New Eastside water source near - East King County cities sign contract to wean themselves from Seattle water
Seattle, WA - Eastside cities have negotiated a contract that weans them from Seattle-owned water and commits them to finding water elsewhere in the future.
The deal, if approved by the Seattle City Council and the board of the Bellevue-based Cascade Water Alliance, would send alliance members down a road they hope will lead to control of their own water supply.
"The region is going to need more water, and nobody else has stepped up to the plate," said Bellevue Deputy Mayor Grant Degginger, chairman of the alliance board. "There just isn't enough water left in the Seattle system long-term."
While such a move has been the driving force behind the alliance since its creation in 1999, the contract would be the first action committing members to follow through on the plan. The board and a Seattle City Council committee are expected to consider the contract in August.
The route to finding new water, however, isn't guaranteed.
As the amount of water coming to the alliance cities from Seattle shrinks over the next 50 years under the proposed contract, the alliance hopes to keep taps running with water pumped from Lake Tapps in Pierce County. But that plan still faces legal and regulatory hurdles.
The uncertainty contributed to Mercer Island's decision to withdraw from the alliance this year, instead signing its own 60-year water contract with Seattle. Remaining members are Bellevue, Redmond, Issaquah, Kirkland, Tukwila and the Sammamish Plateau, Skyway and Covington water districts.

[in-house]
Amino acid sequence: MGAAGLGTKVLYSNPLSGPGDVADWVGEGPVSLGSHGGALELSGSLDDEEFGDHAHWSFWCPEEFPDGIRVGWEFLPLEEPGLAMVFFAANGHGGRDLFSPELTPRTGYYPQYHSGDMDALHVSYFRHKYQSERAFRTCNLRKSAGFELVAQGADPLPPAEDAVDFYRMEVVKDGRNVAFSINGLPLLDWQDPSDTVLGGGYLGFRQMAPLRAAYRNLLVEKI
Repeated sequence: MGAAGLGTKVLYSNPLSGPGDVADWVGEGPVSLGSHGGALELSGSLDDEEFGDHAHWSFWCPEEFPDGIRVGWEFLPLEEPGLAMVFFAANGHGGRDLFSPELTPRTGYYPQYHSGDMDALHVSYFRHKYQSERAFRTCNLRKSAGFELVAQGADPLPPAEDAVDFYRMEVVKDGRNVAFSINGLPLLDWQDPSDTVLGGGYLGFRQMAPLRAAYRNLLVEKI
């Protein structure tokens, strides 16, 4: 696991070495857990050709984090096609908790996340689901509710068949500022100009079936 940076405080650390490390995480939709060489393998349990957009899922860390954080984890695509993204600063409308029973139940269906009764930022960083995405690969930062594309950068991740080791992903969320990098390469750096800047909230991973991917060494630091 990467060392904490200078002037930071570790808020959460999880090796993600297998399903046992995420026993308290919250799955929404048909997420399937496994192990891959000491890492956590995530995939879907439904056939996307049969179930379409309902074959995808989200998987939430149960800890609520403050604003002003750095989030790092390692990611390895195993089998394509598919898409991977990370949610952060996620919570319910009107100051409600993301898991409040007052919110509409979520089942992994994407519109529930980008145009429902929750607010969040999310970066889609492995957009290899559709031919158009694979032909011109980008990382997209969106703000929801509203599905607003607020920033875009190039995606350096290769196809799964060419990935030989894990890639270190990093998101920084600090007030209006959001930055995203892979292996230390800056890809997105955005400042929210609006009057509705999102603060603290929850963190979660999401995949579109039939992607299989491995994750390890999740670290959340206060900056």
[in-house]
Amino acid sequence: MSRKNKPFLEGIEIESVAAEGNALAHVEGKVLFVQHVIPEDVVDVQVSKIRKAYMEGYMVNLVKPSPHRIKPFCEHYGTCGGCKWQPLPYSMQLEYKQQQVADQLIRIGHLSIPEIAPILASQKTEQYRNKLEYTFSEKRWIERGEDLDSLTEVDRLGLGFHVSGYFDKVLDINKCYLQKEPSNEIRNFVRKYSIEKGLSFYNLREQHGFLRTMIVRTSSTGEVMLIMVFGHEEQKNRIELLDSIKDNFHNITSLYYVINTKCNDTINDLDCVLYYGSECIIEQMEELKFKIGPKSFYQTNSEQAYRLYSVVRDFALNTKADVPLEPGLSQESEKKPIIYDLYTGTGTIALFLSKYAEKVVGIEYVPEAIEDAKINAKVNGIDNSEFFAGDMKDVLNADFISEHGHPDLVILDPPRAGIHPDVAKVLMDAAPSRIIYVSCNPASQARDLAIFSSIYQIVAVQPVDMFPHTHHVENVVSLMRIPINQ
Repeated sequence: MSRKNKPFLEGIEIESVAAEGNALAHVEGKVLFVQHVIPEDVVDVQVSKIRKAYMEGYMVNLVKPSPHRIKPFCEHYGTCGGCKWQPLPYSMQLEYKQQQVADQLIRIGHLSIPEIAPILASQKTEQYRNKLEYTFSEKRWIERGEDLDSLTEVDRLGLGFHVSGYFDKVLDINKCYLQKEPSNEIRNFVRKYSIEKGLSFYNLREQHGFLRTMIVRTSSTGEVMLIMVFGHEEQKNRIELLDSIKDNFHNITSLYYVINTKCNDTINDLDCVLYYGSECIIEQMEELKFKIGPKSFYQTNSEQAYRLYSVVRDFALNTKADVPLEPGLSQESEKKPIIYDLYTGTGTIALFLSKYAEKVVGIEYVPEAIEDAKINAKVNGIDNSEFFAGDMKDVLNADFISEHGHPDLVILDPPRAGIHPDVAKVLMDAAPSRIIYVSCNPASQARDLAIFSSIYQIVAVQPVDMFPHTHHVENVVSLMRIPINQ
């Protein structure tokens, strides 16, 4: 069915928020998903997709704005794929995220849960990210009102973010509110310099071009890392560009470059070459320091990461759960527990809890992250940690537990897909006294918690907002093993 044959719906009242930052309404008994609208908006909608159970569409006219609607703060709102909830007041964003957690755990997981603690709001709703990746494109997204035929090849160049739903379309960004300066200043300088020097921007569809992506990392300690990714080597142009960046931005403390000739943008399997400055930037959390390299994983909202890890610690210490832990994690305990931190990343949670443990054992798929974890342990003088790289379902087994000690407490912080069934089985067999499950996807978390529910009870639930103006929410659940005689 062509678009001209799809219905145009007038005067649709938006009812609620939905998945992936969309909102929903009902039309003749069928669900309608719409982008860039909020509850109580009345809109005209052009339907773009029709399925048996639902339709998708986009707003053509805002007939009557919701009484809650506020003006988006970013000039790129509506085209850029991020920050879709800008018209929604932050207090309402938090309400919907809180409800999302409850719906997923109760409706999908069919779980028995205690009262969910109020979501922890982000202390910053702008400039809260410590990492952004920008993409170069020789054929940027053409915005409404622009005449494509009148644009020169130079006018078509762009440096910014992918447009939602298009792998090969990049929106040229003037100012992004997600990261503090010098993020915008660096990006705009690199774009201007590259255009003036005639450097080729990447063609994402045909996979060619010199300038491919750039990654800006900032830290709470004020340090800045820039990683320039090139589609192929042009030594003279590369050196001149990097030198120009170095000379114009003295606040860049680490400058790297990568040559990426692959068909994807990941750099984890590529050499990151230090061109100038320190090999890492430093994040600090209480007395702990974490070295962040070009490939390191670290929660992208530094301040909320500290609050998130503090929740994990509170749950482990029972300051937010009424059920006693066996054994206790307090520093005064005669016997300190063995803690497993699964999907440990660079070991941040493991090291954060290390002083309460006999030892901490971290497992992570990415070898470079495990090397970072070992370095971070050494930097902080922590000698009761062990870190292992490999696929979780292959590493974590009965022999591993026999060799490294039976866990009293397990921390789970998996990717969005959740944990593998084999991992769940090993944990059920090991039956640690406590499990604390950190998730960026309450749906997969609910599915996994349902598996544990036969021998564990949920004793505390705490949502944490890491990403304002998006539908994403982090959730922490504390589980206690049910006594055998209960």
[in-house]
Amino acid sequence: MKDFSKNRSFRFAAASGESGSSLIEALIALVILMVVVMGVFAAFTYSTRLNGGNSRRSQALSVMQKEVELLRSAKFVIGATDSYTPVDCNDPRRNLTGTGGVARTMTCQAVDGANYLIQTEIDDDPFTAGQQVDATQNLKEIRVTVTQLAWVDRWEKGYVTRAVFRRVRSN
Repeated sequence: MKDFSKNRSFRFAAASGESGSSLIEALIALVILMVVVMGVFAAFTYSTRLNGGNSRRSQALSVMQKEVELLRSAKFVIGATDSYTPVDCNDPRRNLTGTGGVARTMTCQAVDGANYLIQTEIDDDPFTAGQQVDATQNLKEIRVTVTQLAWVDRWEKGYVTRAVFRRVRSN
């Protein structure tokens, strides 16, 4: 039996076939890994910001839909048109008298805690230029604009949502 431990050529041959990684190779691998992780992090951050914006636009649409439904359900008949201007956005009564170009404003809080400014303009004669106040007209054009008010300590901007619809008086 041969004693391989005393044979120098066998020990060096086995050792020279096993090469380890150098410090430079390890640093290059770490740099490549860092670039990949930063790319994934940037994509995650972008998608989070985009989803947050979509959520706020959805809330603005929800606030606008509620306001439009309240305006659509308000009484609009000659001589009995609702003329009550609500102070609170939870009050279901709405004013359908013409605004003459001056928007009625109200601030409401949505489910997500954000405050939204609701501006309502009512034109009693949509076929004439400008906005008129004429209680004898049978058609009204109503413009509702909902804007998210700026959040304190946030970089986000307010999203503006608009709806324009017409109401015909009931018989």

Degginger said just sticking with the current water supplies isn't an option for much of the region, as future growth consumes more water. He predicted the board would back the new contract.
In the short term, residents of the alliance cities won't see much of a difference in water rates if the deal is approved, said Michael Gagliardo, the alliance's general manager.
That would change after 2020, when rates would begin rising to help
pay for the proposed new treatment plant and pipeline leading from
Lake Tapps to the Eastside, a project that could cost $400 million.
The difference also is exaggerated because it doesn't account for new infrastructure Seattle would need to build to boost supply if alliance members continued to rely on the city, he said.
The deal could benefit Seattle, because it would free up water in the future to meet demand elsewhere, said Guillemette Regan, regional water-policy manager for Seattle Public Utilities.
"It gives our existing customers who stay and our retail customers more certainty," she said.
Under the contract, Seattle would provide an average of 30.3 million gallons per day until 2024. That would meet the alliance's needs until 2010, when it plans to supplement that supply with other sources. Then Seattle's contribution gradually would fall to 5.3 million gallons per day by 2045, with the contract expiring in 2053.
The alliance expects to get other water first with a short-term deal with Tacoma to buy excess water from its Second Supply Project. The alliance then plans to have the Lake Tapps pipeline functioning by 2024.
Before that happens, however, the alliance needs to run a legal gamut. The Muckleshoot Tribe already is suing the alliance, arguing it failed to study the environmental impacts of the project.
Gagliardo also expects legal challenges to the state Department of Ecology decision allowing water to be siphoned from Lake Tapps for drinking water.
Warren Cornwall: 206-464-2311 or email@example.com
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